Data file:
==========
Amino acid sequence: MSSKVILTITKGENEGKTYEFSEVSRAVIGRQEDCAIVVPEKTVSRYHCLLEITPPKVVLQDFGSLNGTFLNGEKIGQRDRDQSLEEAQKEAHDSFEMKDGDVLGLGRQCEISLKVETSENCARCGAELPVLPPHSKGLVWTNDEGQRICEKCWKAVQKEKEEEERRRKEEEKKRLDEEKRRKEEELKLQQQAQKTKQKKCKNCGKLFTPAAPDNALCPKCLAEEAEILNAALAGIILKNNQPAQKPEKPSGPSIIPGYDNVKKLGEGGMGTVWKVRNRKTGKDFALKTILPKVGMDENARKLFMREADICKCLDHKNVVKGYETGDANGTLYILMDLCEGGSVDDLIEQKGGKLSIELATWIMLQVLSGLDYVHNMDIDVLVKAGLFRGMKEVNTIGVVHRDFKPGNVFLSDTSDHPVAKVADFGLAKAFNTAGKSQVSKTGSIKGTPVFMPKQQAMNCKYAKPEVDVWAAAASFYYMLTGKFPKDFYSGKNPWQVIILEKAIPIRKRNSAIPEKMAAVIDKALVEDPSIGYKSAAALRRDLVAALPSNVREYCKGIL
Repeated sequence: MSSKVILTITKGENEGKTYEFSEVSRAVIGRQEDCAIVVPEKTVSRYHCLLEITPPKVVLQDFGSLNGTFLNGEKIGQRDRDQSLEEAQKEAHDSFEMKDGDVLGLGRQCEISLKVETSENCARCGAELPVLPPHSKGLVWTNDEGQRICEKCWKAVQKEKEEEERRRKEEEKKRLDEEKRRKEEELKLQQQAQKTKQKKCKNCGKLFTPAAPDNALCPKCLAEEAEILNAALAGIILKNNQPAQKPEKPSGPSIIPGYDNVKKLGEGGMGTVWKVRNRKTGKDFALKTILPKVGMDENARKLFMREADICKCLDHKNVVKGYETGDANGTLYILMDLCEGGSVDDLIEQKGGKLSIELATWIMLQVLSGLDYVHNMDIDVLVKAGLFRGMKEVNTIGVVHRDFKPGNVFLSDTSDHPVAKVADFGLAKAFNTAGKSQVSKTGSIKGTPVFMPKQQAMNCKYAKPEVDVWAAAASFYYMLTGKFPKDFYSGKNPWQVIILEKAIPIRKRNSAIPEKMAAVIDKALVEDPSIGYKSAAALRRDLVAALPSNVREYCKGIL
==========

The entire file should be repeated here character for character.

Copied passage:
Amino acid sequence: MSSKVILTITKGENEGKTYEFSEVSRAVIGRQEDCAIVVPEKTVSRYHCLLEITPPKVVLQDFGSLNGTFLNGEKIGQRDRDQSLEEAQKEAHDSFEMKDGDVLGLGRQCEISLKVETSENCARCGAELPVLPPHSKGLVWTNDEGQRICEKCWKAVQKEKEEEERRRKEEEKKRLDEEKRRKEEELKLQQQAQKTKQKKCKNCGKLFTPAAPDNALCPKCLAEEAEILNAALAGIILKNNQPAQKPEKPSGPSIIPGYDNVKKLGEGGMGTVWKVRNRKTGKDFALKTILPKVGMDENARKLFMREADICKCLDHKNVVKGYETGDANGTLYILMDLCEGGSVDDLIEQKGGKLSIELATWIMLQVLSGLDYVHNMDIDVLVKAGLFRGMKEVNTIGVVHRDFKPGNVFLSDTSDHPVAKVADFGLAKAFNTAGKSQVSKTGSIKGTPVFMPKQQAMNCKYAKPEVDVWAAAASFYYMLTGKFPKDFYSGKNPWQVIILEKAIPIRKRNSAIPEKMAAVIDKALVEDPSIGYKSAAALRRDLVAALPSNVREYCKGIL
Repeated sequence: MSSKVILTITKGENEGKTYEFSEVSRAVIGRQEDCAIVVPEKTVSRYHCLLEITPPKVVLQDFGSLNGTFLNGEKIGQRDRDQSLEEAQKEAHDSFEMKDGDVLGLGRQCEISLKVETSENCARCGAELPVLPPHSKGLVWTNDEGQRICEKCWKAVQKEKEEEERRRKEEEKKRLDEEKRRKEEELKLQQQAQKTKQKKCKNCGKLFTPAAPDNALCPKCLAEEAEILNAALAGIILKNNQPAQKPEKPSGPSIIPGYDNVKKLGEGGMGTVWKVRNRKTGKDFALKTILPKVGMDENARKLFMREADICKCLDHKNVVKGYETGDANGTLYILMDLCEGGSVDDLIEQKGGKLSIELATWIMLQVLSGLDYVHNMDIDVLVKAGLFRGMKEVNTIGVVHRDFKPGNVFLSDTSDHPVAKVADFGLAKAFNTAGKSQVSKTGSIKGTPVFMPKQQAMNCKYAKPEVDVWAAAASFYYMLTGKFPKDFYSGKNPWQVIILEKAIPIRKRNSAIPEKMAAVIDKALVEDPSIGYKSAAALRRDLVAALPSNVREYCKGIL